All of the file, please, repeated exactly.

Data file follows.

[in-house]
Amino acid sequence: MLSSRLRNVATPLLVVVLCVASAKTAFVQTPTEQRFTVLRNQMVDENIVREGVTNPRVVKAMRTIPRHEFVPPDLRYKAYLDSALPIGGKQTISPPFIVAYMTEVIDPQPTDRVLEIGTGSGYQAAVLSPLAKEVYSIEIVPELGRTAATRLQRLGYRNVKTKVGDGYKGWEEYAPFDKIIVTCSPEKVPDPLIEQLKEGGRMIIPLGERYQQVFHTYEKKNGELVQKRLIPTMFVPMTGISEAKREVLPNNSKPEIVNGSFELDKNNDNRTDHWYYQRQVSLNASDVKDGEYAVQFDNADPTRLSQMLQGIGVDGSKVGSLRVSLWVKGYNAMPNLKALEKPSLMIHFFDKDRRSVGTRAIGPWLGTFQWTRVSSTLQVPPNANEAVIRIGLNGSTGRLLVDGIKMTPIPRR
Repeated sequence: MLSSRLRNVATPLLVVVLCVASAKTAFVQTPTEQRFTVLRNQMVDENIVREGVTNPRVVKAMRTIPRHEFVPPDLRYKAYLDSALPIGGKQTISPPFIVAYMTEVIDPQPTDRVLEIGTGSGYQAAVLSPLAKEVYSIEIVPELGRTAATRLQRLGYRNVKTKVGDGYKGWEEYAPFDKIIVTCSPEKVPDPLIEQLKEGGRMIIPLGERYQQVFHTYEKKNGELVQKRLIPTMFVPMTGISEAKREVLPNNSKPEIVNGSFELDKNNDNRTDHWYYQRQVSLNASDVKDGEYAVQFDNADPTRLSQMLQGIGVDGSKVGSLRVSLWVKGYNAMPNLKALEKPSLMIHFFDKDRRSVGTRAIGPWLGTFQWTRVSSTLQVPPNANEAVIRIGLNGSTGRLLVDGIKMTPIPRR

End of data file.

[in-house]
Amino acid sequence: MLSSRLRNVATPLLVVVLCVASAKTAFVQTPTEQRFTVLRNQMVDENIVREGVTNPRVVKAMRTIPRHEFVPPDLRYKAYLDSALPIGGKQTISPPFIVAYMTEVIDPQPTDRVLEIGTGSGYQAAVLSPLAKEVYSIEIVPELGRTAATRLQRLGYRNVKTKVGDGYKGWEEYAPFDKIIVTCSPEKVPDPLIEQLKEGGRMIIPLGERYQQVFHTYEKKNGELVQKRLIPTMFVPMTGISEAKREVLPNNSKPEIVNGSFELDKNNDNRTDHWYYQRQVSLNASDVKDGEYAVQFDNADPTRLSQMLQGIGVDGSKVGSLRVSLWVKGYNAMPNLKALEKPSLMIHFFDKDRRSVGTRAIGPWLGTFQWTRVSSTLQVPPNANEAVIRIGLNGSTGRLLVDGIKMTPIPRR
Repeated sequence: MLSSRLRNVATPLLVVVLCVASAKTAFVQTPTEQRFTVLRNQMVDENIVREGVTNPRVVKAMRTIPRHEFVPPDLRYKAYLDSALPIGGKQTISPPFIVAYMTEVIDPQPTDRVLEIGTGSGYQAAVLSPLAKEVYSIEIVPELGRTAATRLQRLGYRNVKTKVGDGYKGWEEYAPFDKIIVTCSPEKVPDPLIEQLKEGGRMIIPLGERYQQVFHTYEKKNGELVQKRLIPTMFVPMTGISEAKREVLPNNSKPEIVNGSFELDKNNDNRTDHWYYQRQVSLNASDVKDGEYAVQFDNADPTRLSQMLQGIGVDGSKVGSLRVSLWVKGYNAMPNLKALEKPSLMIHFFDKDRRSVGTRAIGPWLGTFQWTRVSSTLQVPPNANEAVIRIGLNGSTGRLLVDGIKMTPIPRR